Complete categorization of brain rhythms

My postulate of a Centrum Cranial Diaphragm
Line through the Cranium
Beginning at Brow between eyes: Top of soft palate: Temple area connecting Sphenoid internally and at Cranial Base: Pineal Gland: Hippocampus complex of brain: Completing at Occipital Sutures and Fourth Ventricle.

Sources used to support a Centrum Cranial Diaphragm
Cymatics identifying spirals as a basic shape in all nature from cells to universes and in all organisms: mathematical models that divide these spirals into ellipse and lines
Spiral in the Cranium: modeled as sets of triangles and One line passing through the center of the cranium edge to edge cross-section; through center of brain.
Tim Hurst 08/25/17

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Networked Movement

As I experiment with my feet finding a balancing place between all the extremities, I realize how my signals work. Neurobiologist believe that these micro movements in babies are random twitches.

My experience is that signals are always at work connecting, disconnecting, and reconnecting networks. That would mean that the many signals I feel in my feet are going in all directions at once doing their work to sort out relationships and functions like weight transfer and balance. These signals may be called random but that does not account for the purposeful relationship with the entire body as a network that includes the brain.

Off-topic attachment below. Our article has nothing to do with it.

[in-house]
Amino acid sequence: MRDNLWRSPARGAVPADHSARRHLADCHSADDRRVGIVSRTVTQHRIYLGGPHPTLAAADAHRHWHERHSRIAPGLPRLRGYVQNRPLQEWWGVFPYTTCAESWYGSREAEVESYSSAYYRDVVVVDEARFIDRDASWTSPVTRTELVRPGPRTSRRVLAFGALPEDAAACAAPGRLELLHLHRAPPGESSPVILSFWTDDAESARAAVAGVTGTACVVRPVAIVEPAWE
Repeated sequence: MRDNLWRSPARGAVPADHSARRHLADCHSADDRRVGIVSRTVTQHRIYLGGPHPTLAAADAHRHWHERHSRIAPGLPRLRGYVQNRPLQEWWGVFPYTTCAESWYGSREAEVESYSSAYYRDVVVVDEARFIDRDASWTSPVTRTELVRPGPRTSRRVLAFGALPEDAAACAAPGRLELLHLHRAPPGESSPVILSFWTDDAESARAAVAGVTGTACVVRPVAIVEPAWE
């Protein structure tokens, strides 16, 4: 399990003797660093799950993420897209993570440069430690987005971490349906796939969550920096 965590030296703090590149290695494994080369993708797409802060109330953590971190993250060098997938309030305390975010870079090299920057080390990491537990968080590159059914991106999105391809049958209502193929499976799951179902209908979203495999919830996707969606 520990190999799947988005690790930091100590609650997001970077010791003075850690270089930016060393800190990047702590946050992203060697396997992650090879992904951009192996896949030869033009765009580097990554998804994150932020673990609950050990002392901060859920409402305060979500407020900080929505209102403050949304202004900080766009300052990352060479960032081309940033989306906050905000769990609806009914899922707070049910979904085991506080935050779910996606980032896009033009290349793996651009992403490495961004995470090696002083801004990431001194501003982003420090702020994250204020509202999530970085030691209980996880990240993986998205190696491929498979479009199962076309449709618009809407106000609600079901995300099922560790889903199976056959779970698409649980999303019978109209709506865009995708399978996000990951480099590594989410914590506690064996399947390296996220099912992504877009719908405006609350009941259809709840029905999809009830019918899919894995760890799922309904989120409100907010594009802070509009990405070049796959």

I studied Rewiring movement from Nina Martin, professor of dance at TCU in Texas. We were asked to lay on the floor and to allow signals to come from our spine that would slightly move different parts of our body.

The image Nina used was of a baby just before going to sleep. Often the baby will go through a series of twitches like an adult might do when ready to do something but being very frustrated. As I have mentioned neurobiologists study these flurries of signals as random movements essential to making connections in the brain.